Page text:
No, sadly. Cooking a gourd does nothing to reduce or neutralize any of the toxins it contains that make it dangerous for goats.

Some Gourd and Gourd-relatives Are Safe to Eat

There are always exceptions to rules, but it is these edge cases that merely prove the rule. In the case of gourds, we find that some varieties and their close relatives are actually edible by goats.

One of the most famous is the common pumpkin, and also various kinds of squashes. Pumpkins are also a perennially popular fall decoration, and they’re also used in countless recipes, from soups to delicious pies.

Even though pumpkins have trace amounts of the same toxin that true gourds contain, these amounts are so small that they are virtually meaningless for people and goats alike. Accordingly, your goats can have pumpkin as a snack.

A good rule of thumb to follow is that if a gourd or squash is considered safe for people to eat, it’s also safe for goats.

What Does Gourd Poisoning Look Like?

If your goats get into just a little bit of toxic gourd, chances are they won’t experience any profoundly bad effects except for a loss of appetite and potentially upset stomach.

But be warned that anything more than a very small dose can have it serious consequences for them.

Symptoms of cucurbitacin poisoning include profound vomiting, diarrhea, listlessness, total loss of appetite and most notably hair loss.

High dosages will cause nervous system damage, including brain damage, organ failure and death outright.

Serious stuff, and like I said above, do not take it for granted that your goats can in fact be trusted to avoid trying to eat gourds. It’s up to you to take care of them and do what’s best for them.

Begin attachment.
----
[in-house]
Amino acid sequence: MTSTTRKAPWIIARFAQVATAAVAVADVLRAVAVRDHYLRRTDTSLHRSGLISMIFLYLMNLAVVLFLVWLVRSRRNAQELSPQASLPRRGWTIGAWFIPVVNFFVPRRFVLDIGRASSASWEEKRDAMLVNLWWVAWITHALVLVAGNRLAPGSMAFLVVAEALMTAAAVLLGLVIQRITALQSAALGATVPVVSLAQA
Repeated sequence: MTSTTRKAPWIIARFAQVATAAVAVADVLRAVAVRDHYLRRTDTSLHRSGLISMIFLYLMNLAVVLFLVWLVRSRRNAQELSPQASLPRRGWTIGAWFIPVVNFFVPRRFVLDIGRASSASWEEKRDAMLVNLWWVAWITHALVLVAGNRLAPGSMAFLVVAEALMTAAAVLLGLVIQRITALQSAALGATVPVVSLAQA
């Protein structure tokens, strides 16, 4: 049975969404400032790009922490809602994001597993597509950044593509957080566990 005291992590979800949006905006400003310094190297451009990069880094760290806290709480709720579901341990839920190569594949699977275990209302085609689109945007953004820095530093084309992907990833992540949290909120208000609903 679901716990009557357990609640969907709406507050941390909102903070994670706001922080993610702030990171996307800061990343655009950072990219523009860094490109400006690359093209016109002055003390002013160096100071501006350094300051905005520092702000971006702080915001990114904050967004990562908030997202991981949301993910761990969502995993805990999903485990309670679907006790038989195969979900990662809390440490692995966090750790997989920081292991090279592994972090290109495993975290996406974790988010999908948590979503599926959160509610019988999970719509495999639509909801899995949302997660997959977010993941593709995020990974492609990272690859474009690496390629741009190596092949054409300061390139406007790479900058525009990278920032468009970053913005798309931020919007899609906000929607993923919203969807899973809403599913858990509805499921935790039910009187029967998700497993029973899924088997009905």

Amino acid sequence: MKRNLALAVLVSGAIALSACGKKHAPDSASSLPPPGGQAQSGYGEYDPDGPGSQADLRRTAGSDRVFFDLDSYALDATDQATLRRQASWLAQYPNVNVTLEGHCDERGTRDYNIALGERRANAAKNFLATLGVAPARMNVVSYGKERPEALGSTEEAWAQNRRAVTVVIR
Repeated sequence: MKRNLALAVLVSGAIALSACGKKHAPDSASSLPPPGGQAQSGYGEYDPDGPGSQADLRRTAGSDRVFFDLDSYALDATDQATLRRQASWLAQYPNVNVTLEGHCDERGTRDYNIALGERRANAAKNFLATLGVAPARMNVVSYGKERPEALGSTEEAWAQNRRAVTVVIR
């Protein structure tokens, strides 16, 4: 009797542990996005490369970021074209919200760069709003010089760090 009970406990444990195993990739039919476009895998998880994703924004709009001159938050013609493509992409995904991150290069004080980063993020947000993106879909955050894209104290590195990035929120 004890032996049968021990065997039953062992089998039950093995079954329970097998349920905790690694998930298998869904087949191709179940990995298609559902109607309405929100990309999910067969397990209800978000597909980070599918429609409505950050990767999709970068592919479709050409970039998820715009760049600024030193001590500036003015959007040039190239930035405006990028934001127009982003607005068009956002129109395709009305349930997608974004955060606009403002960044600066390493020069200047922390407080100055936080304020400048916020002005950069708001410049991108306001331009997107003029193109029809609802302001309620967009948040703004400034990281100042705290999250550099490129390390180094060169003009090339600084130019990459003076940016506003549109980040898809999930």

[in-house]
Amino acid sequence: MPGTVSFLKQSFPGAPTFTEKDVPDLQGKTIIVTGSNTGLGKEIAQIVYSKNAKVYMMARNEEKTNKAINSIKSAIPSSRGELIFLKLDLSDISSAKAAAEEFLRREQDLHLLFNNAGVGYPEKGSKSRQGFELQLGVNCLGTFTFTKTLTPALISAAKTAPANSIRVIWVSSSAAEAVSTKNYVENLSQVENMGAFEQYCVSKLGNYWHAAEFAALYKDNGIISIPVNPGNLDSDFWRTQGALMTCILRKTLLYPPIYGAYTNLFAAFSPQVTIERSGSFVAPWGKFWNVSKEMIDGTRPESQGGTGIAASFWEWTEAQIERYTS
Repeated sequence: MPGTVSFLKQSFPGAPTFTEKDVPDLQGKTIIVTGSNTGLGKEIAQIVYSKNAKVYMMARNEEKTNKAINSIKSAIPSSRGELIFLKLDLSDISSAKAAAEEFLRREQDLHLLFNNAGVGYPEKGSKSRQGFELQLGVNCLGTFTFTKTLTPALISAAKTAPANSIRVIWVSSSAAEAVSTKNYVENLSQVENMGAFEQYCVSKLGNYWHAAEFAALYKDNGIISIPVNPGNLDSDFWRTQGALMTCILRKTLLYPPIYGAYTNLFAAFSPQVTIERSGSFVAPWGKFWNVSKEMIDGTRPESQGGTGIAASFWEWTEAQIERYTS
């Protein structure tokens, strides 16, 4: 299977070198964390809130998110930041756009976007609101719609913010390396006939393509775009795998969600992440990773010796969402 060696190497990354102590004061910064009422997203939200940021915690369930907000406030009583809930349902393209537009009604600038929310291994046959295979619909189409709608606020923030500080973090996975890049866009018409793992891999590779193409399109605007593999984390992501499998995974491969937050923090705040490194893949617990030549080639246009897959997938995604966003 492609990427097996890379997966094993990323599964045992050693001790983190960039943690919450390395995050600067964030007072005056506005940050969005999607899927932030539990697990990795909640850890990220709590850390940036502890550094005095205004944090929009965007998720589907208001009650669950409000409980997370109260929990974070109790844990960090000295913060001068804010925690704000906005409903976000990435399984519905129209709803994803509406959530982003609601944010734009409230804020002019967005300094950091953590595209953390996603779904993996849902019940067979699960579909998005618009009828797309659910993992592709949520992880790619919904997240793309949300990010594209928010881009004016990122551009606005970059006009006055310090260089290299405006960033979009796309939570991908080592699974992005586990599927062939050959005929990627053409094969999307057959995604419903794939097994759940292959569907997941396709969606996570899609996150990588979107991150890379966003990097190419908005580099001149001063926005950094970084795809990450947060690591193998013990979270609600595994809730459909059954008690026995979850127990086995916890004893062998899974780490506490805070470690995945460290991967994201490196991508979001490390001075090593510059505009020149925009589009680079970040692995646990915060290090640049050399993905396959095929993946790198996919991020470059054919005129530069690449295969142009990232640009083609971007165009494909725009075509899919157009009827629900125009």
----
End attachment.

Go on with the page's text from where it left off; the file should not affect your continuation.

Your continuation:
Baby Goats are Highly Vulnerable to Gourd Toxins

As is the case with most toxic foods and poisons, baby and adolescent goats are disproportionately vulnerable.

Ingesting even the slightest bit of toxin that these gourds contain is enough to make a baby goat extremely sick or even kill it.

What’s worse, even if it’s just enough to give them an upset stomach and cause diarrhea, the resulting dehydration can be fatal on its own.

Because of this, you must never let a baby goat go anywhere near a gourd.

Call Your Vet if You Suspect Your Goat Has Eaten a Gourd

If you know, or have reason to believe, that one of your goats has eaten from a gourd, you need to be on your guard.

Don’t panic, of course, but do assess the situation. If the event happened very recently, go ahead and call your vet for advice.

If you think it happened a while ago, carefully observe your herd: if any of the goats are showing signs of sickness or acting strangely, the toxin is likely affecting them.

Call your vet, and make preparations to either get the goat to them or get the vet to come to you.

Serious poisoning is treatable but generally requires veterinary intervention in the form of an antidote and typically intravenous medications and hydration.

The longer the toxin stays in a goat’s system and works them over, the worse their prognosis will be.

Leave a Comment

Your email address will not be published. Required fields are marked *